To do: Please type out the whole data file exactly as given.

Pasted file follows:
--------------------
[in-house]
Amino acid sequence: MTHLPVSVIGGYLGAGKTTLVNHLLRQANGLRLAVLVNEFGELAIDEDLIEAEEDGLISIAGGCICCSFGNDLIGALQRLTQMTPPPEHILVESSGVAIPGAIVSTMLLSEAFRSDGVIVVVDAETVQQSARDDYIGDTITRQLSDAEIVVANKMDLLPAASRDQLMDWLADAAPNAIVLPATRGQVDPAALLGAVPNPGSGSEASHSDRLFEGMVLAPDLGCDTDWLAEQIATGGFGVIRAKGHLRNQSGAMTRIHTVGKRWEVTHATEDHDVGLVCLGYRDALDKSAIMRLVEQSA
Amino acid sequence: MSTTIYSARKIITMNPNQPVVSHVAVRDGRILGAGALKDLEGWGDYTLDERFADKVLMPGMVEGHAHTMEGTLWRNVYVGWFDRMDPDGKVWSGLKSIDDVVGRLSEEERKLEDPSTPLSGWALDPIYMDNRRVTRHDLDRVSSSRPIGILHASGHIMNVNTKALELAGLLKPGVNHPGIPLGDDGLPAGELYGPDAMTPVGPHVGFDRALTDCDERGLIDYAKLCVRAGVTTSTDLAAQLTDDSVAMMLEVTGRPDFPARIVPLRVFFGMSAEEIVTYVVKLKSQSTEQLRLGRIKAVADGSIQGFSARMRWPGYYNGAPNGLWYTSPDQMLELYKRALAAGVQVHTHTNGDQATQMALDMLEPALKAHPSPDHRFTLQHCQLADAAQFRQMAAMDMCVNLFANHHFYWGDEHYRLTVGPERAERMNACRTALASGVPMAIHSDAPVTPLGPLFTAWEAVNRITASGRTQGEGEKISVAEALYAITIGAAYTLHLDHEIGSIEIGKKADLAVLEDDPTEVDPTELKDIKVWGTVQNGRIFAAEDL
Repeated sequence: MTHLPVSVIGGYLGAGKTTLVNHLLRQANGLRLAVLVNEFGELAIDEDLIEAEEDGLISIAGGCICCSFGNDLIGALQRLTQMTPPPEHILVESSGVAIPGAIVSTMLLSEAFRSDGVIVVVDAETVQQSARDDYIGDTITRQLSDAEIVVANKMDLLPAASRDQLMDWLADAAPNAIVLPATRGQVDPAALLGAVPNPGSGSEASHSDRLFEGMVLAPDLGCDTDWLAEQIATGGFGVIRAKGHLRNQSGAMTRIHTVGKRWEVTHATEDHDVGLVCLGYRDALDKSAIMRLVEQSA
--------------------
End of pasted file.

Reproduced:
[in-house]
Amino acid sequence: MTHLPVSVIGGYLGAGKTTLVNHLLRQANGLRLAVLVNEFGELAIDEDLIEAEEDGLISIAGGCICCSFGNDLIGALQRLTQMTPPPEHILVESSGVAIPGAIVSTMLLSEAFRSDGVIVVVDAETVQQSARDDYIGDTITRQLSDAEIVVANKMDLLPAASRDQLMDWLADAAPNAIVLPATRGQVDPAALLGAVPNPGSGSEASHSDRLFEGMVLAPDLGCDTDWLAEQIATGGFGVIRAKGHLRNQSGAMTRIHTVGKRWEVTHATEDHDVGLVCLGYRDALDKSAIMRLVEQSA
Amino acid sequence: MSTTIYSARKIITMNPNQPVVSHVAVRDGRILGAGALKDLEGWGDYTLDERFADKVLMPGMVEGHAHTMEGTLWRNVYVGWFDRMDPDGKVWSGLKSIDDVVGRLSEEERKLEDPSTPLSGWALDPIYMDNRRVTRHDLDRVSSSRPIGILHASGHIMNVNTKALELAGLLKPGVNHPGIPLGDDGLPAGELYGPDAMTPVGPHVGFDRALTDCDERGLIDYAKLCVRAGVTTSTDLAAQLTDDSVAMMLEVTGRPDFPARIVPLRVFFGMSAEEIVTYVVKLKSQSTEQLRLGRIKAVADGSIQGFSARMRWPGYYNGAPNGLWYTSPDQMLELYKRALAAGVQVHTHTNGDQATQMALDMLEPALKAHPSPDHRFTLQHCQLADAAQFRQMAAMDMCVNLFANHHFYWGDEHYRLTVGPERAERMNACRTALASGVPMAIHSDAPVTPLGPLFTAWEAVNRITASGRTQGEGEKISVAEALYAITIGAAYTLHLDHEIGSIEIGKKADLAVLEDDPTEVDPTELKDIKVWGTVQNGRIFAAEDL
Repeated sequence: MTHLPVSVIGGYLGAGKTTLVNHLLRQANGLRLAVLVNEFGELAIDEDLIEAEEDGLISIAGGCICCSFGNDLIGALQRLTQMTPPPEHILVESSGVAIPGAIVSTMLLSEAFRSDGVIVVVDAETVQQSARDDYIGDTITRQLSDAEIVVANKMDLLPAASRDQLMDWLADAAPNAIVLPATRGQVDPAALLGAVPNPGSGSEASHSDRLFEGMVLAPDLGCDTDWLAEQIATGGFGVIRAKGHLRNQSGAMTRIHTVGKRWEVTHATEDHDVGLVCLGYRDALDKSAIMRLVEQSA